“The question to me was, ‘How in God’s name did Obama’s guys come up with these job numbers for us?’ So, being a good accountant I dove into it.”
“I think they used a ouija board.”
That’s from my friend in Massachusetts speaking about the number of jobs that would be saved there as estimated by team Obama. The people in Massachusetts have no idea how they can ever save that number of jobs, we were told….
“They must have just manufactured these numbers in Washington DC….”
By STEVE LeBLANC, Associated Press Writer
State officials overseeing the federal Massachusetts say they have no idea how the White House came up with one key pledge — the promise to save or create 79,000 jobs in the state.program in
They say they’re not even sure how to measure saved jobs — and fear the jobs figure sets an unrealistic yardstick against which the success or failure of the program will be measured.
“The federal estimate of 79,000, we really don’t know what’s behind that, we just plain don’t,” Jeffrey Simon, Director of Infrastructure Investment in Massachusetts, told The Associated Press.
“I’m not saying it’s not 79,000, but I just don’t have any way of knowing that,” he said.
Simon and his counterparts overseeing the distribution of stimulus funds in Massachusetts said concerns about the state jobs numbers were raised at a meeting earlier this month in Washington between state and federal leaders.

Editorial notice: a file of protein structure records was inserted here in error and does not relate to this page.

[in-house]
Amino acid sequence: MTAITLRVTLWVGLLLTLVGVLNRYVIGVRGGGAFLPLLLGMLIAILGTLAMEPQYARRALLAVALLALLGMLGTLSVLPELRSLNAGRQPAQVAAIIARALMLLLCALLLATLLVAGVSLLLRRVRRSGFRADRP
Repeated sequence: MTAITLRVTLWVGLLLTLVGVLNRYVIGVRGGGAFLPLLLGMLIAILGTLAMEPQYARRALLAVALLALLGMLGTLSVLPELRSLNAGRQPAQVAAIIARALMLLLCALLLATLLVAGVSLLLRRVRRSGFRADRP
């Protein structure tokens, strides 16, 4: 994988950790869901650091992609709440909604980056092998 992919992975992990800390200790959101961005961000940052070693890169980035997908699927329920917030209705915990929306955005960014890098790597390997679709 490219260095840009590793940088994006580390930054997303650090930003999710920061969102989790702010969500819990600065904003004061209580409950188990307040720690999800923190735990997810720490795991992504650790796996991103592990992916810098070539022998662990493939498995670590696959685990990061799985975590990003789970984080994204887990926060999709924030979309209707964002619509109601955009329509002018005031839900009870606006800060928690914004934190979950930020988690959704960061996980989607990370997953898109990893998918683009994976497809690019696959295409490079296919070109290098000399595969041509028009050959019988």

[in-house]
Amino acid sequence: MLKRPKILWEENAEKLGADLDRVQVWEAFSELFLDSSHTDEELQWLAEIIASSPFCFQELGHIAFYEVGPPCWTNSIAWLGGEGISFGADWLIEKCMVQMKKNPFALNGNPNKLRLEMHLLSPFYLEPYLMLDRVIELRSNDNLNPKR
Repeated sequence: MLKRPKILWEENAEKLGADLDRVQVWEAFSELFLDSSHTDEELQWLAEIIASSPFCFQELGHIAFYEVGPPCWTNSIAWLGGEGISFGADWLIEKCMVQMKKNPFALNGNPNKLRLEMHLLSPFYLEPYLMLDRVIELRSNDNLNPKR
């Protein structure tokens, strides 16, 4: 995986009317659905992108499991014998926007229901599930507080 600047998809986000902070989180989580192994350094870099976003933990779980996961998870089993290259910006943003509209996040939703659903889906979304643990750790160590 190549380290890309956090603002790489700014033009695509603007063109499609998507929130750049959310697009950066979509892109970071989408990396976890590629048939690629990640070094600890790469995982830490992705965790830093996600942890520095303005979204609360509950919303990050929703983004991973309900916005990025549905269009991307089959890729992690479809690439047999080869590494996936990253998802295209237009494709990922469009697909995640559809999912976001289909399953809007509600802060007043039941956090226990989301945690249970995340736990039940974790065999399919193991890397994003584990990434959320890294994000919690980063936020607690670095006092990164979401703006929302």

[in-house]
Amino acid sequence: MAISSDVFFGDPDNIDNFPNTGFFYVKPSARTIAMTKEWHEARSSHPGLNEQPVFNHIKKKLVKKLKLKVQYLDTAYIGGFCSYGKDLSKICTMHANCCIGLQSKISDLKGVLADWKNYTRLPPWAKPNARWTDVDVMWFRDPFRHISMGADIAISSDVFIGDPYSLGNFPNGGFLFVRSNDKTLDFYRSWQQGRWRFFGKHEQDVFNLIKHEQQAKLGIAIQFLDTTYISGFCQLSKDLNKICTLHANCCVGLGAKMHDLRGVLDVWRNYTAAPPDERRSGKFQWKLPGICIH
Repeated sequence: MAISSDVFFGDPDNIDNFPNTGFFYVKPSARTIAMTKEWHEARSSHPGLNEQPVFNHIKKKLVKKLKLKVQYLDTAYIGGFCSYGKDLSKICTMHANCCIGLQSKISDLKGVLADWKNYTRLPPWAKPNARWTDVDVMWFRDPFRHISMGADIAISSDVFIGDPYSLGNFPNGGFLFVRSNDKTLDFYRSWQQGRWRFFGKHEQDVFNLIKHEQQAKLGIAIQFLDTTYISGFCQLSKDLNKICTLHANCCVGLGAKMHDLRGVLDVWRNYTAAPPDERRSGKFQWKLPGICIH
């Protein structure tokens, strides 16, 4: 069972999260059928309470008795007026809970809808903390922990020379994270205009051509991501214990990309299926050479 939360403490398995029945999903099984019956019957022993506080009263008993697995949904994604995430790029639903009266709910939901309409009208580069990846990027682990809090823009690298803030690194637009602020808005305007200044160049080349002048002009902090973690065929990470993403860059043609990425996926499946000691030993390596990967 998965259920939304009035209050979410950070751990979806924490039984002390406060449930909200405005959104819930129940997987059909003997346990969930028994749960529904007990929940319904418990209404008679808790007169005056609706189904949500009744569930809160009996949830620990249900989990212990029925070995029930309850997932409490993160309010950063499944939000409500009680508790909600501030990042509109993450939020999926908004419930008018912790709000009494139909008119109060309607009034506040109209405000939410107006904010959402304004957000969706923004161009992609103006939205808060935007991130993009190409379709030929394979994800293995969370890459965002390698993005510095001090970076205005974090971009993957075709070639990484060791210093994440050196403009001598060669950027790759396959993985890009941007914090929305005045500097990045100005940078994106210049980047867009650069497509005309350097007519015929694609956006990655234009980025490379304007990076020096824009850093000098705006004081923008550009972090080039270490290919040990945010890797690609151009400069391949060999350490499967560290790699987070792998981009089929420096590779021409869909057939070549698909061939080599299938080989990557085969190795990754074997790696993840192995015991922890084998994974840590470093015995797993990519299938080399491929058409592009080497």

Massachusetts Undersecretary of Administration and Finance Jay Gonzalez also attended the Washington meeting and said other states complained that issuing job estimates undercut the administration’s vow of transparency because it was unclear where the estimates came from.
Gonzalez said he was asked at one point how he might come up with a jobs estimate and pointed federal officials to a state task force report, but cautioned them the estimate was very rough and came with “qualifications all over it.”
He said he was surprised when the state was presented with the estimate of 79,000.
“We have no idea where that number came from and now we’re going to be measured against it,” Gonzalez told the AP. “They haven’t even decided yet how they are going to require that we measure new and retained jobs.”
Job creation has been a key selling point of the $787 billion federal. The Obama administration said they stimulus package will save or create 3.5 million nationwide.
Critics say the numbers are fuzzy, particularly when it comes to saved jobs.
In a one-page explanation on the federal stimulus Web site, the administration said it arrived at the state numbers by using an average of three different methods of estimating job growth.
The first looks at the total working-age population of each state. (If a state accounted for 10 percent of the country’s total working age population, it was allotted 10 percent of the national job impact of the stimulus package.) The second uses a similar method based on 2007 employment records, before the beginning of the current recession.
The administration said the two methods are reasonable because states with larger populations will get a proportionately larger share of tax cuts, education spending and fiscal relief from the stimulus package.